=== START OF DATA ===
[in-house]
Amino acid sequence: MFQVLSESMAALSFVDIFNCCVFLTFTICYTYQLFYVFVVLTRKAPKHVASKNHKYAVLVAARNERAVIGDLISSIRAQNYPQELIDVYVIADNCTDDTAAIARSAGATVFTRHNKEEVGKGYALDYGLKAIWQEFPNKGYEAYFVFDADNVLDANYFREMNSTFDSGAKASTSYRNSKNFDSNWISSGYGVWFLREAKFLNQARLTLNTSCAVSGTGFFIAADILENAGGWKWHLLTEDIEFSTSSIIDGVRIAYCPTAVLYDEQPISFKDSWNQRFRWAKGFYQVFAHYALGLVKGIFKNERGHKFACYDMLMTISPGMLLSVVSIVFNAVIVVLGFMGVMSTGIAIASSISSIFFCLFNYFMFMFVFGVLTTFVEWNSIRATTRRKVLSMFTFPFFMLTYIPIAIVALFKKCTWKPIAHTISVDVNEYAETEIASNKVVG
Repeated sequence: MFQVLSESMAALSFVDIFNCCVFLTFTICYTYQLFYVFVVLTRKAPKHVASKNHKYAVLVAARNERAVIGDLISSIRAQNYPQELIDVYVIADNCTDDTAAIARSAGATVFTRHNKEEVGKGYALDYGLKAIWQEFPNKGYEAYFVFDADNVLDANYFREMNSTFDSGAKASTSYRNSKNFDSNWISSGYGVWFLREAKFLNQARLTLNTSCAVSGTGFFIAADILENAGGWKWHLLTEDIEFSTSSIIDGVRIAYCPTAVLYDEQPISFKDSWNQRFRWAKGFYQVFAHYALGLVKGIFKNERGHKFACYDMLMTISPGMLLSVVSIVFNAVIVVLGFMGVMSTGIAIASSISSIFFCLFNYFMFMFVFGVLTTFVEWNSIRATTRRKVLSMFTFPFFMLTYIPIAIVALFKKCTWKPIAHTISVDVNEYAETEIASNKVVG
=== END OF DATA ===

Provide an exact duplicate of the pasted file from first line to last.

[in-house]
Amino acid sequence: MFQVLSESMAALSFVDIFNCCVFLTFTICYTYQLFYVFVVLTRKAPKHVASKNHKYAVLVAARNERAVIGDLISSIRAQNYPQELIDVYVIADNCTDDTAAIARSAGATVFTRHNKEEVGKGYALDYGLKAIWQEFPNKGYEAYFVFDADNVLDANYFREMNSTFDSGAKASTSYRNSKNFDSNWISSGYGVWFLREAKFLNQARLTLNTSCAVSGTGFFIAADILENAGGWKWHLLTEDIEFSTSSIIDGVRIAYCPTAVLYDEQPISFKDSWNQRFRWAKGFYQVFAHYALGLVKGIFKNERGHKFACYDMLMTISPGMLLSVVSIVFNAVIVVLGFMGVMSTGIAIASSISSIFFCLFNYFMFMFVFGVLTTFVEWNSIRATTRRKVLSMFTFPFFMLTYIPIAIVALFKKCTWKPIAHTISVDVNEYAETEIASNKVVG
Repeated sequence: MFQVLSESMAALSFVDIFNCCVFLTFTICYTYQLFYVFVVLTRKAPKHVASKNHKYAVLVAARNERAVIGDLISSIRAQNYPQELIDVYVIADNCTDDTAAIARSAGATVFTRHNKEEVGKGYALDYGLKAIWQEFPNKGYEAYFVFDADNVLDANYFREMNSTFDSGAKASTSYRNSKNFDSNWISSGYGVWFLREAKFLNQARLTLNTSCAVSGTGFFIAADILENAGGWKWHLLTEDIEFSTSSIIDGVRIAYCPTAVLYDEQPISFKDSWNQRFRWAKGFYQVFAHYALGLVKGIFKNERGHKFACYDMLMTISPGMLLSVVSIVFNAVIVVLGFMGVMSTGIAIASSISSIFFCLFNYFMFMFVFGVLTTFVEWNSIRATTRRKVLSMFTFPFFMLTYIPIAIVALFKKCTWKPIAHTISVDVNEYAETEIASNKVVG